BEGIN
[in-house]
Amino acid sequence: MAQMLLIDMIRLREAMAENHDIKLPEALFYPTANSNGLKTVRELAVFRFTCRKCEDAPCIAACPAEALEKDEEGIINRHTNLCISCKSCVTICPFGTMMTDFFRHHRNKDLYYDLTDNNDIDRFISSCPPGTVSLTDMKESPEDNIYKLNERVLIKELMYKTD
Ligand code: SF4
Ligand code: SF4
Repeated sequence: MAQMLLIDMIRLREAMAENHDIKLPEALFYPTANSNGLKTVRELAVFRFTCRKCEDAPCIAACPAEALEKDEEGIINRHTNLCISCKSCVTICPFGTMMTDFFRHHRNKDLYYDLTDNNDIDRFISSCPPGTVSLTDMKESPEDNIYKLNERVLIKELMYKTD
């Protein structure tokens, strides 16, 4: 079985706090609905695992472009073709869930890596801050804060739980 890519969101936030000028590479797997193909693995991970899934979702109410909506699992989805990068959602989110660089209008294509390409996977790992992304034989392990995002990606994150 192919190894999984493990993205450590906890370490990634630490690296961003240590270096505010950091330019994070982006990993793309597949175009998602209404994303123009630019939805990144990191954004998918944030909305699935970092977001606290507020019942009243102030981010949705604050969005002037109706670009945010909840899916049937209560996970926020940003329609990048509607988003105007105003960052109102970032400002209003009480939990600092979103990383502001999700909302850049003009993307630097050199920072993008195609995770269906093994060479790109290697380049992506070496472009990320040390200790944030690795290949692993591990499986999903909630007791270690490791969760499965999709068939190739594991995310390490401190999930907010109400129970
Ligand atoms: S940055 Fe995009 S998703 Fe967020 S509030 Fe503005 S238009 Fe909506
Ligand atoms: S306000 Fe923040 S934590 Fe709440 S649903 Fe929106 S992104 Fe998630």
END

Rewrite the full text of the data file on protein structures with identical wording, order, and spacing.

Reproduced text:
[in-house]
Amino acid sequence: MAQMLLIDMIRLREAMAENHDIKLPEALFYPTANSNGLKTVRELAVFRFTCRKCEDAPCIAACPAEALEKDEEGIINRHTNLCISCKSCVTICPFGTMMTDFFRHHRNKDLYYDLTDNNDIDRFISSCPPGTVSLTDMKESPEDNIYKLNERVLIKELMYKTD
Ligand code: SF4
Ligand code: SF4
Repeated sequence: MAQMLLIDMIRLREAMAENHDIKLPEALFYPTANSNGLKTVRELAVFRFTCRKCEDAPCIAACPAEALEKDEEGIINRHTNLCISCKSCVTICPFGTMMTDFFRHHRNKDLYYDLTDNNDIDRFISSCPPGTVSLTDMKESPEDNIYKLNERVLIKELMYKTD
């Protein structure tokens, strides 16, 4: 079985706090609905695992472009073709869930890596801050804060739980 890519969101936030000028590479797997193909693995991970899934979702109410909506699992989805990068959602989110660089209008294509390409996977790992992304034989392990995002990606994150 192919190894999984493990993205450590906890370490990634630490690296961003240590270096505010950091330019994070982006990993793309597949175009998602209404994303123009630019939805990144990191954004998918944030909305699935970092977001606290507020019942009243102030981010949705604050969005002037109706670009945010909840899916049937209560996970926020940003329609990048509607988003105007105003960052109102970032400002209003009480939990600092979103990383502001999700909302850049003009993307630097050199920072993008195609995770269906093994060479790109290697380049992506070496472009990320040390200790944030690795290949692993591990499986999903909630007791270690490791969760499965999709068939190739594991995310390490401190999930907010109400129970
Ligand atoms: S940055 Fe995009 S998703 Fe967020 S509030 Fe503005 S238009 Fe909506
Ligand atoms: S306000 Fe923040 S934590 Fe709440 S649903 Fe929106 S992104 Fe998630």